Stachys byzantina 'Helen von Stein' (big ears) is my favorite and it has never bloomed. The smaller ones bloom and then they (to me) are a mess to deadhead and keep neat looking compared to big ears.

Here's one of mine with a rose campion pretending to bloom out of it. :-)

Thyme is also good.

If you like lime/bright, the spirea 'Limemound' is a great little thing when used as a companion with plants of blue foliage/blooms. I have it beside a nepeta.

I wish I could send you some of my creeping perennial heliotrope 'Azure Skies' as it blooms not stop from spring until frost. A great groundcover that resembles verbena. Totally deer and rabbit proof. It even floats across my stream and can take full sun or partial shade. A few plants and you can keep taking cuttings to create as much as you want.

    Bookmark   July 21, 2008 at 2:59PM
Thank you for reporting this comment. Undo
agardenstateof_mind

Awwww geee, Won, why'd you have to do that ... now I'm going to have to find some of that creeping perennial heliotrope.

Di

    Bookmark   July 21, 2008 at 9:18PM
Thank you for reporting this comment. Undo
spazzycat_1

Good suggestions one and all. I got alot more feedback than I thought I would.

Bonnie: I love iceplant, but to grow it well here, you must have an open, well-drained spot (almost sandy) that does not get covered by leaves in the winter.

Vjhale: Thyme is also a possibility, but it kind of needs the same conditions as iceplant. When it gets hot and humid here, it tends to brown out. Soapwort, I grow it now on top of a stone wall. I never considered using it as a groundcover. Hmmmm.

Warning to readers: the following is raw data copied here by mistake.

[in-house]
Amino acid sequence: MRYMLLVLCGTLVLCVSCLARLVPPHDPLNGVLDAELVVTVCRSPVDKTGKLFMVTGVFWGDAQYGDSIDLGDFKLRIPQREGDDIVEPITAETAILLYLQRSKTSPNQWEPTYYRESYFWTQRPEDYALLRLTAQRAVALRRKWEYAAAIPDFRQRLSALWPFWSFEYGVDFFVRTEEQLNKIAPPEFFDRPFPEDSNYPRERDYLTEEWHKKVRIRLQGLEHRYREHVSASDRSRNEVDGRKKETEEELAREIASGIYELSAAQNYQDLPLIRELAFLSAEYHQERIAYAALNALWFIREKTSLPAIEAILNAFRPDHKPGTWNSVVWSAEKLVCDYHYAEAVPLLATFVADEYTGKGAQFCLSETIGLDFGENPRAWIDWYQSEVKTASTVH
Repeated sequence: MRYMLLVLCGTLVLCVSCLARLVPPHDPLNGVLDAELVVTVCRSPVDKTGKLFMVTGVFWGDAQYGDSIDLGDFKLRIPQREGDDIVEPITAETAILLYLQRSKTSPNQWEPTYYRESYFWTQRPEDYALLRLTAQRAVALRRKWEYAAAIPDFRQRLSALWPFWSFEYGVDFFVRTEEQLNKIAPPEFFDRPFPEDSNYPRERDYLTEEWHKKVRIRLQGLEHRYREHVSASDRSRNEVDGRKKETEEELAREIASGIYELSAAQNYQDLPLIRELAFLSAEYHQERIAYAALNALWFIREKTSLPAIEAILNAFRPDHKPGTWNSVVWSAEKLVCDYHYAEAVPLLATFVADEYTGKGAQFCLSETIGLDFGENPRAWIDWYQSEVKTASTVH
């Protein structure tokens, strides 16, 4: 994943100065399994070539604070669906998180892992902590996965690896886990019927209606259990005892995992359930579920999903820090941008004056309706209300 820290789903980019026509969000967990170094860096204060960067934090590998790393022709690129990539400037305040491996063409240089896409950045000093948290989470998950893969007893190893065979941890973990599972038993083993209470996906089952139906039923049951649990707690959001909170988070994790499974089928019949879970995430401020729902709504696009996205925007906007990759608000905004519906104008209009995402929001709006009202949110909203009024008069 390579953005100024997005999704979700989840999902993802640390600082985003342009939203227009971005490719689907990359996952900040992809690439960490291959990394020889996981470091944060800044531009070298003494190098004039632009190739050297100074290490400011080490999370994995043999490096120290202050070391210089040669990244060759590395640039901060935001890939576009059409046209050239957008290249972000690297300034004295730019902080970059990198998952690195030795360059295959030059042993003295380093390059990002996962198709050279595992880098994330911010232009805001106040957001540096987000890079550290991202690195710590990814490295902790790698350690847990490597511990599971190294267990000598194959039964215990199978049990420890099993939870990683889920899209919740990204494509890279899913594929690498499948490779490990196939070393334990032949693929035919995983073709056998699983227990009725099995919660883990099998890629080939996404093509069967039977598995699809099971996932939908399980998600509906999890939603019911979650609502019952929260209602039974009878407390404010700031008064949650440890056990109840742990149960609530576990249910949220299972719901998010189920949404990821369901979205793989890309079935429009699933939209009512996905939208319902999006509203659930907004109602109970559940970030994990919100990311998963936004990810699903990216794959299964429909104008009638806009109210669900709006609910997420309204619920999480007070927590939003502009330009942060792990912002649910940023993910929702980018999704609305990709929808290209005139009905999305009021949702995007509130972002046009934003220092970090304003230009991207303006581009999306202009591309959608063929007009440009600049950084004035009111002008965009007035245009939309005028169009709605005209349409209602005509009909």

Cameron: I did not realize that Heliotrope "Azure Skies" is perennial, and I'm right down the road from you as the crow flies, so I will definitely check into that. That would be a perfect complement to the bed if I could make it work.

    Bookmark   July 22, 2008 at 9:42AM
Thank you for reporting this comment. Undo
leslies(z7 No VA)

My soapwort showed an interest in covering the entire garden but bumped up against the mother of thyme. They were duking it out mercilessly when I yanked the MOT.

I'm surprised thyme browns out for you. MOT thrives (thrived) in clay between slate pavers in NoVA.

    Bookmark   July 22, 2008 at 12:37PM
Thank you for reporting this comment. Undo
dyhgarden(7b)

Spazzycat -- if you are close by me (I'm in Chatham County just south of UNC), you can certainly come by and get some cuttings from me to root. All I do is cut a piece of the heliotrope off; sometimes I use a rooting gel, other times I don't; put it in moist soil. Sometimes I watch for rain and just stick them directly in the garden to root! They are that easy! You can have all the cuttings you want as I need to trim back the one growing by one of my stream bridges.

SEE...on the right side, it is literally on top of the water in our stream! My husband keeps after me about the fact that it is taking over the bridge and slowing down the stream! LOL

Drop me an email if you want to stop by.
Cameron

    Bookmark   July 22, 2008 at 1:13PM
Thank you for reporting this comment. Undo
spazzycat_1

Cameron, I sent you an email.

-Susan

    Bookmark   July 22, 2008 at 1:36PM
Sign Up to comment
More Discussions
true pink or purple oriental poppies
Hi, I've tried to grow pink and purple oriental poppies...
mary_rockland
flowers of Doc.Martin TV show
I am trying to ID the flowers on the side of the road...
maple_man
Growing Yucca in container?
I seem to remember a member mentioning they were experimenting...
christinmk z5b eastern WA
Winterizing perennials?
Just moved into a new home with lots of established...
chaven
Trying any new perennials this year?
Just wondering what new perenniaks everyone is trying...
bellarosa
People viewed this after searching for:
© 2015 Houzz Inc. Houzz® The new way to design your home™